Star Trek: First Contact – The Making of the Classic Film in Review
Normally, making-of books for big movies are released around the time of the movie’s release, and indeed there was a Making Of Star Trek: First Contact written by Lou Anders, Larry Nemecek, and Ian Spelling, published by Titan in December 1996. That collected the articles from Titan’s Official Movie Magazine and Official Poster Magazine with lots of photographs and a section of design art by John Eaves. This book by Joe Fordham is not that book – though it is also published by Titan Books, and does contain some of the same photos, and the John Eaves artwork – as it is a new work that looks at the background of the film and its subsequent legacy role in Star Trek’s development. In other words, it’s more analytical and informational, less of a promotional advertisement for the film, than the earlier book was.
Split into chapters covering the desire to choose a direction for the movie, to choose a director, the writing, the design, and the effects, etc., this is a well-designed book, and gorgeously illustrated with a mix of previously seen and unseen photographs and designs. There are a lot of pictures of costume tests, models being built, and set and prop details – this publication will be invaluable for modellers and cosplayers seeking good detail on bits of the Enterprise and Phoenix, and on the Borg costumes.
It’s also worth praising the fact that the text is clear and contrasting, not generally overlapping with photos that mess with the readability. Some of the captions are very pale pink, though, which may be trickier for those with certain eye conditions.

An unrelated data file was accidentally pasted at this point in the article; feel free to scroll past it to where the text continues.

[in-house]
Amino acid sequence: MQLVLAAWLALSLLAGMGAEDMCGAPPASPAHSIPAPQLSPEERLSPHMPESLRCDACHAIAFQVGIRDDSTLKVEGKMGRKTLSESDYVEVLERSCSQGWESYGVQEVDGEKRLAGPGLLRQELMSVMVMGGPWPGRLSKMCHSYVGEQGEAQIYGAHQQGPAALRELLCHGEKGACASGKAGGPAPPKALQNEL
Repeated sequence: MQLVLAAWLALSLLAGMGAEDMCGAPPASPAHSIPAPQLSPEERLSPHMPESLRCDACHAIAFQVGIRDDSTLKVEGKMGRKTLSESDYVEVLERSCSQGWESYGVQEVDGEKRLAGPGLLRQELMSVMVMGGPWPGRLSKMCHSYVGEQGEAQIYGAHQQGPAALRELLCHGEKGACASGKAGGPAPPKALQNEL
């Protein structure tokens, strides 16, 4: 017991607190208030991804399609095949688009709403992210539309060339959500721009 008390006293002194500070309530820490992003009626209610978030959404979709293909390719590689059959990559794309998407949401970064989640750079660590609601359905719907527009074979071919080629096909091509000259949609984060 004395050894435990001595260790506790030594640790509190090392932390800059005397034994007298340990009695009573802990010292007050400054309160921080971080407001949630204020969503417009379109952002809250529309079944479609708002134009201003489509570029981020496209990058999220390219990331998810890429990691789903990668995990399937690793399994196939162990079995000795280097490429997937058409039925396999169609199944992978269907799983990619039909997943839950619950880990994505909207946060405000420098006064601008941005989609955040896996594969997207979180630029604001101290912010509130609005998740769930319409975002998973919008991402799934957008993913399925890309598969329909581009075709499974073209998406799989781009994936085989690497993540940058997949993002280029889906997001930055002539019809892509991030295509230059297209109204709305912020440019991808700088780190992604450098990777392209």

And what of that text? What’s it all about? Well, it’s not a rehash of the 1996 book. Rather, it’s assembled from various new interviews and chats that Fordham has conducted with members of the cast and crew. That gives it a whole different perspective than the prior book, and while some memories may have changed over the years, there’s also been documentation to consult that keeps things straight. It’s not a promotional book this time, because it’s about a film that came out over twenty-five years ago, but it’s not quite a warts-and-all approach, even when Rick Berman is quoted mildly mentioning Gene Roddenberry’s attempt to claim the creation of the Borg for himself from Maurice Hurley, which was never allowed to be mentioned back in the day. It much more sticks to straightforward information and anecdotes from the cast and crew.
As an informational package, there’s not really a lot that’s truly new information or detail – there have been many previous articles, books, DVD commentaries, etc. – but it does gather its revelations in a handy, and very pretty, single volume. That makes it a lot easier to consult for tidbits than having to search for the right Memory Alpha piece, or fast forward through a commentary for. Really, though, the main draw here are the illustrations: many gorgeous, many fascinating, and all in really high quality. It’s not an analytical film studies academic text, but it’s a lovely reminder of a great movie, which will probably renew anyone’s desire to watch it again.
David A McIntee is a writer and historian who has written for properties such as Doctor Who, Star Wars, Final Destination, and Stargate, as well as having written several adventures in the Star Trek franchise for Pocket Books. He has contributed many pieces to the magazines Star Trek Explorer (née Star Trek Magazine) and Star Trek Communicator, as well as having written nonfiction books about Star Trek: Voyager.